Their solution? Erecting a so-called “passive home.”

This style of construction relies on new technology and building techniques to boost energy savings. It also taps into the natural features of the site to maximize sustainability, such as orienting structures to harness solar power.

Tonje Wold-Switzer shows plans for the “passive home,” which relies on new technology and building techniques to boost energy savings. (Drew Penner/Press Banner)

And on June 3, the public will have a chance to examine the design features the couple has become so passionate about during an open house from 10am-2pm at 131 Cottini Way in Bonny Doon, where curious souls can get tours of 13 electrification stations and speak to experts about the unique features.

This is not a marketing gimmick, they say—not by a long shot. They’re true believers.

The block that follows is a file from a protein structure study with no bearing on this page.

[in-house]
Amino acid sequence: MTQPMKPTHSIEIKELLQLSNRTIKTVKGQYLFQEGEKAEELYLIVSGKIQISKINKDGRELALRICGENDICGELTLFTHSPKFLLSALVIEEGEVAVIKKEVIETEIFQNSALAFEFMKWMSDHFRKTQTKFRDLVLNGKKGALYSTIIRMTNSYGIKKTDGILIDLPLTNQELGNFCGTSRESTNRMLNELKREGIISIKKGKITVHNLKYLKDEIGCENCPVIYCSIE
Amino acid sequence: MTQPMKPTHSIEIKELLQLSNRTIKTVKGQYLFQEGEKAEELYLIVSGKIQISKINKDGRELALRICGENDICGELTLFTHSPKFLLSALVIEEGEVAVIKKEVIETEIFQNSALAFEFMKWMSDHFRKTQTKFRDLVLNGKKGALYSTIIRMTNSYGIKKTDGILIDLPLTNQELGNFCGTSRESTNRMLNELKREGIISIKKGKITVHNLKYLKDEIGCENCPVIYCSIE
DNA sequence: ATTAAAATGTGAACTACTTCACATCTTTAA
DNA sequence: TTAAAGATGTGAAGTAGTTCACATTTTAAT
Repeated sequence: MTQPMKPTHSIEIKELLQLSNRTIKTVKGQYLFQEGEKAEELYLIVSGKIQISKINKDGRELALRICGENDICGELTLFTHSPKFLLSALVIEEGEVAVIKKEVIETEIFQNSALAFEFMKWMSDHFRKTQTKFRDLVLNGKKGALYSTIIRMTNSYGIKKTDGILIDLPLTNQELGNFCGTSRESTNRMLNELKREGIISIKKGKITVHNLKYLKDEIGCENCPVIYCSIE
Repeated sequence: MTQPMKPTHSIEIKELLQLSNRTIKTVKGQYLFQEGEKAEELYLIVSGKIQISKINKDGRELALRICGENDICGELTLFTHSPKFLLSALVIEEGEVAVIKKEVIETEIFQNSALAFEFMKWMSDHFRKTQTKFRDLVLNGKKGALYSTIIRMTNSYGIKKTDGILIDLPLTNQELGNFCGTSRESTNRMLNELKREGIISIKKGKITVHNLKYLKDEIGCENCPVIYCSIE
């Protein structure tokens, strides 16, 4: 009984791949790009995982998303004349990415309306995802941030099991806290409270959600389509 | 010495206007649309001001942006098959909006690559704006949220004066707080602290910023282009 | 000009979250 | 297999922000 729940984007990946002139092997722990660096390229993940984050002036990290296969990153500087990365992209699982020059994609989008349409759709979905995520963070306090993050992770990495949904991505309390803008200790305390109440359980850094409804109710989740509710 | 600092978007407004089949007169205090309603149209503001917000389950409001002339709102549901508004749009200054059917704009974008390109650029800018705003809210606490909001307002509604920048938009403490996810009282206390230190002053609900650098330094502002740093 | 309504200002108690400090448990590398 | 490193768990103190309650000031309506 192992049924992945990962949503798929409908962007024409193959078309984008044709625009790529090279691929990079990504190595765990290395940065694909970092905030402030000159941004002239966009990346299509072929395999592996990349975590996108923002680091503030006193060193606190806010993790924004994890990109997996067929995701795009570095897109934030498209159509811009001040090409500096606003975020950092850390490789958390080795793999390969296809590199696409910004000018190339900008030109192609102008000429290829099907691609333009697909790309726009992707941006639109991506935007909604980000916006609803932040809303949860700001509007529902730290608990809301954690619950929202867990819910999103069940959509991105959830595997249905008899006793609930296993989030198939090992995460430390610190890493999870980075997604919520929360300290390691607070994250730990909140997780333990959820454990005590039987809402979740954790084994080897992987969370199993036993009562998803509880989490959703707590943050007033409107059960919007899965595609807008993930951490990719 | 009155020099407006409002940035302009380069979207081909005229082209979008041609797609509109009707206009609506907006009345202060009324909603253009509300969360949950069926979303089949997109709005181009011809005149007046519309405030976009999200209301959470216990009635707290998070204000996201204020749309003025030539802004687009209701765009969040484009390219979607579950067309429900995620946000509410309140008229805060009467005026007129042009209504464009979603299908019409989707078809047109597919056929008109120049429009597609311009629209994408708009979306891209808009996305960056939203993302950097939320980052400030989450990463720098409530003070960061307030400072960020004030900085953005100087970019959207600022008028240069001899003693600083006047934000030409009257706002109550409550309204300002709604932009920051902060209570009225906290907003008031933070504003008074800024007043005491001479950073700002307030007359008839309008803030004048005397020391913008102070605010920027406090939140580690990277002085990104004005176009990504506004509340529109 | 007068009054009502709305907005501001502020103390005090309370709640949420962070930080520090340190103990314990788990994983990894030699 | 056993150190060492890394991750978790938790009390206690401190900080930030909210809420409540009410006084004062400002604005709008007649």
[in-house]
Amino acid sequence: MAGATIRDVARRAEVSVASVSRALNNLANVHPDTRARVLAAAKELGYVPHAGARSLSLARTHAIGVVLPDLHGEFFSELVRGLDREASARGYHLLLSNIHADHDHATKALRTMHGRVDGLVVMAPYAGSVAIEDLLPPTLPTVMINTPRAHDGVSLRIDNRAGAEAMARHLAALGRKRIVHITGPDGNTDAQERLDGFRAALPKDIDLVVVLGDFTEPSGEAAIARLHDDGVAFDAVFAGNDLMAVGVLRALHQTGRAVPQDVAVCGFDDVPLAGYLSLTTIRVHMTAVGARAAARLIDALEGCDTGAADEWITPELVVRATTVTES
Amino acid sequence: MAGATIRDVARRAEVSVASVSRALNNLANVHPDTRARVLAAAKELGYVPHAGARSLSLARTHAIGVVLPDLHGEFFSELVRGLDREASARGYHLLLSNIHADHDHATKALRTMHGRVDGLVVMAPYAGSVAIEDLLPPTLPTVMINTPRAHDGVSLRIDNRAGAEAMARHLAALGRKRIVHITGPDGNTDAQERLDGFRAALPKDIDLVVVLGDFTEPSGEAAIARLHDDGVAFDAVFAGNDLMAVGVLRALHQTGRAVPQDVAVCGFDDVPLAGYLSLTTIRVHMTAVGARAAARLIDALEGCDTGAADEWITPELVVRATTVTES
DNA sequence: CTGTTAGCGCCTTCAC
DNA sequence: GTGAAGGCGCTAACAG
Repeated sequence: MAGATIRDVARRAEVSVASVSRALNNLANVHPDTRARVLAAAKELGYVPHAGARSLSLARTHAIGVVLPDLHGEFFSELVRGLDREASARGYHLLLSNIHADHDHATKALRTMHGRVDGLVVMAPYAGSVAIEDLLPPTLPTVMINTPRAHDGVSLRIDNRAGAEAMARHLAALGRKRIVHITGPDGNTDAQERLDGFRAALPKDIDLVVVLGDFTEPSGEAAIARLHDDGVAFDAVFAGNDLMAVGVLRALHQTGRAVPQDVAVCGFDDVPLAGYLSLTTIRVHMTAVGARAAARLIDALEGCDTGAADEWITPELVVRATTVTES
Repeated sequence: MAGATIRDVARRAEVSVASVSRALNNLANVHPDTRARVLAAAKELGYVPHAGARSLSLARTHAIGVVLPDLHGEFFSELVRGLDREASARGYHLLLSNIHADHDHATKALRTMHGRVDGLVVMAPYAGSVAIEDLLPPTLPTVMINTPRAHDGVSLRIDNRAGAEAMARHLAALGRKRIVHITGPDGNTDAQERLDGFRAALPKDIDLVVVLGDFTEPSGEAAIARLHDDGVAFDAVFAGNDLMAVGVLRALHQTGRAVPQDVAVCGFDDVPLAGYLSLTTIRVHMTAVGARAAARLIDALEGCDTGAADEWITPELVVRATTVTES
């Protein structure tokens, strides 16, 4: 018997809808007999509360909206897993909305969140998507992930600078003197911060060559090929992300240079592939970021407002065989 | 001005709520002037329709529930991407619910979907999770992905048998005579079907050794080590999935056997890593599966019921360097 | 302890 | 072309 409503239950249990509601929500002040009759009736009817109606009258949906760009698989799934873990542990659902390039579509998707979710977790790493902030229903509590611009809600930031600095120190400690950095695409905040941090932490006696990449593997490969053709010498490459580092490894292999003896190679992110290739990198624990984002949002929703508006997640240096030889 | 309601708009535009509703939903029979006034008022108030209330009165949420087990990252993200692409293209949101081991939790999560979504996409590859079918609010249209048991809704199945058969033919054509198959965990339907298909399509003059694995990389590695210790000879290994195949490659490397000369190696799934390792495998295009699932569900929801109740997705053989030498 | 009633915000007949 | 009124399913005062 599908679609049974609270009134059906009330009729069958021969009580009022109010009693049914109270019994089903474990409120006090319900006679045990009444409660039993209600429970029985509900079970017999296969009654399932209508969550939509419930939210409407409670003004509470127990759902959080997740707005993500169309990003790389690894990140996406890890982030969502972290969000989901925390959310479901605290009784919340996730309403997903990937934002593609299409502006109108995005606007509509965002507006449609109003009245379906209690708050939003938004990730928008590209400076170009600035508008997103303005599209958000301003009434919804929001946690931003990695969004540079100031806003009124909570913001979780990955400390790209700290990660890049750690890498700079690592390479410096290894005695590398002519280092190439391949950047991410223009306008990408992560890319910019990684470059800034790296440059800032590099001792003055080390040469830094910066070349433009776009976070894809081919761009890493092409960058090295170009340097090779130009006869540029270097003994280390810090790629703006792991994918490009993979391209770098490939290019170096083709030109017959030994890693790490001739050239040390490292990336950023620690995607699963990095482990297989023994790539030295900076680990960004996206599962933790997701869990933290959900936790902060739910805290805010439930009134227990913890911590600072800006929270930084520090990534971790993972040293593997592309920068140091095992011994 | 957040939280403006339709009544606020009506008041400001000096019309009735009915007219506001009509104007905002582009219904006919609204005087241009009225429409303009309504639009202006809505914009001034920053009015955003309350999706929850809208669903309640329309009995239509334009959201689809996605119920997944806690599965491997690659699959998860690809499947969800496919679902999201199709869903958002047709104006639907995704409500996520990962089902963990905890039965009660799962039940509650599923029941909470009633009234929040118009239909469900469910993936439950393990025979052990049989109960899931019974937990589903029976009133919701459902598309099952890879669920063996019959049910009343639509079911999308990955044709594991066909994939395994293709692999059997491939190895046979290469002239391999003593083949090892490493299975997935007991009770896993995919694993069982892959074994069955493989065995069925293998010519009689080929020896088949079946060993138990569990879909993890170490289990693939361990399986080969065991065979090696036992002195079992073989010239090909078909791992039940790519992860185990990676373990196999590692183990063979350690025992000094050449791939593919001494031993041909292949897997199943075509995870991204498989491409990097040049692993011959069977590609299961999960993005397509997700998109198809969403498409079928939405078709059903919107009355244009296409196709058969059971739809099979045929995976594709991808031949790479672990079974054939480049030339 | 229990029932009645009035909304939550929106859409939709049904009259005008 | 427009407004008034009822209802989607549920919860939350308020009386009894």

“In general, people who have passive houses become evangelists for passive houses,” Little said. “We feel that way, too.”

Can you blame them? After all, they went through quite the ordeal.

It wasn’t that Wold-Switzer was unprepared for wildfire. In fact, she’d had to evacuate during an earlier blaze, back when she lived in Last Chance.

It was that experience—along with Community Emergency Response Team training—that taught Wold-Switzer what to do as the natural disaster unfolded.

“It was so ominous,” she said, noting at least they had N95 masks on hand, due to the ongoing pandemic. “You could only see a few feet in front of you.”

All told, the fire would take out nearly 1,500 structures throughout the Santa Cruz Mountains.